Non-profit Illinois hospital must pay property tax

In a closely watched case, Illinois’ highest court Thursday determined that a not-for-profit hospital had to pay property taxes, because it didn’t offer enough charity care to qualify for a tax exemption.

The decision is the culmination of a five-year fight over whether Provena Covenant Medical Center, a Catholic hospital in Urbana, provided enough of a benefit to the community to justify the tax break. Provena came under scrutiny by state regulators for its aggressive collection policies, especially toward uninsured patients.

“The record showed, however, that during the period in question here, Provena Hospitals did not advertise the availability of charitable care at PCMC. Patients were billed as a matter of course, and unpaid bills were automatically referred to collection agencies,” Justice Lloyd Karmeier wrote for the court.

“As a practical matter, there was little to distinguish the way in which Provena Hospitals dispensed its ‘charity’ from the way in which a for-profit institution would write off bad debt,” he added.
stateline.org/live/details/story?contentId=470541

However, two of the seven justices recused themselves, and the remaining vote was 3-2. This split may minimize the impact of the decision.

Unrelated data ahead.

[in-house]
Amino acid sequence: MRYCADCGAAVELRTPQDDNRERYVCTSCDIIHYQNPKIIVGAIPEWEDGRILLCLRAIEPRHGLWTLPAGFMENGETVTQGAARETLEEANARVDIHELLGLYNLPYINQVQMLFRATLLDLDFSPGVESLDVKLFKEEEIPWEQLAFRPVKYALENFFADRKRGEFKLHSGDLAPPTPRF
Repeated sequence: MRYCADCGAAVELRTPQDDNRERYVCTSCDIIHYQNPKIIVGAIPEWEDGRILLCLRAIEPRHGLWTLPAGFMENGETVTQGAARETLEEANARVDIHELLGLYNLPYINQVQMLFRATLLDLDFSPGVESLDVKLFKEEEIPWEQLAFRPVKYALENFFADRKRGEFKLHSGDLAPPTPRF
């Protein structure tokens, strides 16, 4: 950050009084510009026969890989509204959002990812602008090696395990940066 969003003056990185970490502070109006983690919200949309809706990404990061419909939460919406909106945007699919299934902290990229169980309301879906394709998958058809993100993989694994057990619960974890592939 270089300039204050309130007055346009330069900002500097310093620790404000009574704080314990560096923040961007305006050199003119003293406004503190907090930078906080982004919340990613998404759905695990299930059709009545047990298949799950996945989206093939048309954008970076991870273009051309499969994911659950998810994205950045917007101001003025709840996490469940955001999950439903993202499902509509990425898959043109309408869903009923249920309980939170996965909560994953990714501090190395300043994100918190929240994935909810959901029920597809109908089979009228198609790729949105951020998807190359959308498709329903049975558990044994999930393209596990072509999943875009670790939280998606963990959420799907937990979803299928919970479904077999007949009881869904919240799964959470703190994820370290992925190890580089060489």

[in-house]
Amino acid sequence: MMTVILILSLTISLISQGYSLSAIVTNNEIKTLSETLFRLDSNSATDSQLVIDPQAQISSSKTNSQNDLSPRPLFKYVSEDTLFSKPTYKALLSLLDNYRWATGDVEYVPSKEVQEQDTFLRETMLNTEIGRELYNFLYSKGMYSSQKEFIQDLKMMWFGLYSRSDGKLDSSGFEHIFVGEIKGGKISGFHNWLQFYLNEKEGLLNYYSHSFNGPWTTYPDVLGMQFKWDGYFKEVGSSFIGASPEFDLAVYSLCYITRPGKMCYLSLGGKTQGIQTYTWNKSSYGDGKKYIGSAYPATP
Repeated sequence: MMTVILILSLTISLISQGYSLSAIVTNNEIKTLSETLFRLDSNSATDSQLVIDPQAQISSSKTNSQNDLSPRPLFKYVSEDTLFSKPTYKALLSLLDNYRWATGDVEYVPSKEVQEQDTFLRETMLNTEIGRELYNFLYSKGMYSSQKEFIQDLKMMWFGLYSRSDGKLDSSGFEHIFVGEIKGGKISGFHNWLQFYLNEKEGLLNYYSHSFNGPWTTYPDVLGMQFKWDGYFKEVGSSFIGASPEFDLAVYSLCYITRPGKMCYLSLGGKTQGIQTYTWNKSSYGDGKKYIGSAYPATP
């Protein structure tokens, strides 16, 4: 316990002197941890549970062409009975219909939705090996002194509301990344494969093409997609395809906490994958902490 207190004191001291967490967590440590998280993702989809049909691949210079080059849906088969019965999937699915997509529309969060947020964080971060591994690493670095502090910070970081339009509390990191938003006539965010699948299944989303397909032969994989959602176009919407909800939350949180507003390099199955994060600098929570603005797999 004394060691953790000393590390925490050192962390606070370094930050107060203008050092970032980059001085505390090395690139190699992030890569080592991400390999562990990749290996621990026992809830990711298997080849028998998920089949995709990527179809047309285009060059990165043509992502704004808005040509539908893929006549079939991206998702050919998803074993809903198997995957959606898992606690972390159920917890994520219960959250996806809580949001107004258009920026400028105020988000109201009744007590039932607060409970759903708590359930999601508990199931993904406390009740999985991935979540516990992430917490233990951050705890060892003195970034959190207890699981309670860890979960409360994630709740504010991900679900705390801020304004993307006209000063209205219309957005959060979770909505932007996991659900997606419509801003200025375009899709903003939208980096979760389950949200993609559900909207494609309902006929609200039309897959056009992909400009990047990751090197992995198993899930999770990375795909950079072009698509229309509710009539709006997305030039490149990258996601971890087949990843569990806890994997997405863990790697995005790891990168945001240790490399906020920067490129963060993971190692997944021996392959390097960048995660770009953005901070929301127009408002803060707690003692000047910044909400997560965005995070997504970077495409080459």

well in the future when everyone has insurance there won’t be any needy, so there won’t be any hospitals providing care for the needy, so they can all be taxed (they will all certainly be non-profit however). [play Jaws theme]

You know, when I heard about this decision I had two reactions.

On the one hand, I think it is potentially disastrous as it provides yet another club for the government to drive Catholic hospitals, etc. out of business and force everyone to depend on the government for healthcare and other needs. (The other club, of course, will be federal funding and guaranteed access to abortion.)

On the other hand... I couldn't help but think that if the Catholic Health Association (which defended the hospital in this case) believes government funded health care is so wonderful -- enough to compromise their church's teaching authority and moral principles over it -- maybe it's only right they should have to share in the cost.

It's worth noting that one of the ways in which this Obamacare plan will allegedly take care of the uninsured is by simply making more of them eligible for Medicaid. Medicaid, however, is funded jointly by states and the federal government, and many states (including Illinois) can barely pay for their Medicaid patients as it is. Adding millions more could drive more states into "bankruptcy" (well, states can't legally go bankrupt, but you get the idea), and in turn, mean greater tax burdens for local governments. So in some ways, one could interpret this decision as just what they (Catholic Health Association and other "Catholic" supporters of Obamacare) have coming to them.

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